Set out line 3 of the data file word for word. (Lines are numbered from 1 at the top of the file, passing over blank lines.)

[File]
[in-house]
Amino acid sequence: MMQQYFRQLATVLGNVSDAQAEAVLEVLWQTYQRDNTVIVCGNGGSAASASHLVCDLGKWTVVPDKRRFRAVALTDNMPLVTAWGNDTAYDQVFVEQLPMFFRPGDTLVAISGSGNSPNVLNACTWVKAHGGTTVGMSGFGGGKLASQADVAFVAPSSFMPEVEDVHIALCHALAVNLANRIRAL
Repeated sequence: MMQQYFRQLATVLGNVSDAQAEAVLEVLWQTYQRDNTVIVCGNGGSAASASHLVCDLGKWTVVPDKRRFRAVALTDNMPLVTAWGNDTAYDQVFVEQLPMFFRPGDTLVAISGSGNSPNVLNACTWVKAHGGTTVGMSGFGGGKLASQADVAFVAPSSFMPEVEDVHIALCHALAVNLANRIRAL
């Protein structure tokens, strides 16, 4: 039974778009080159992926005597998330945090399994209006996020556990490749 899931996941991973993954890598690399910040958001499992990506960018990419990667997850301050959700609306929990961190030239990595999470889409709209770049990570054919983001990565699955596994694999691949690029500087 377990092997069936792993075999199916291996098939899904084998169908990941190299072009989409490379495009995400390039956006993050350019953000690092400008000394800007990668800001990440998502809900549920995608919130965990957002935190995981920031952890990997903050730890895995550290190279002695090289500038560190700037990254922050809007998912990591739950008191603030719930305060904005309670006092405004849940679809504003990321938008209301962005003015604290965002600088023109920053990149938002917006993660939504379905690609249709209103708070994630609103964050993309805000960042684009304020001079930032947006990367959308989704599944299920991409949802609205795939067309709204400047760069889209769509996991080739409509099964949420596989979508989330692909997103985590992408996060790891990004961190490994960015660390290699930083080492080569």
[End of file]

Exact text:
Repeated sequence: MMQQYFRQLATVLGNVSDAQAEAVLEVLWQTYQRDNTVIVCGNGGSAASASHLVCDLGKWTVVPDKRRFRAVALTDNMPLVTAWGNDTAYDQVFVEQLPMFFRPGDTLVAISGSGNSPNVLNACTWVKAHGGTTVGMSGFGGGKLASQADVAFVAPSSFMPEVEDVHIALCHALAVNLANRIRAL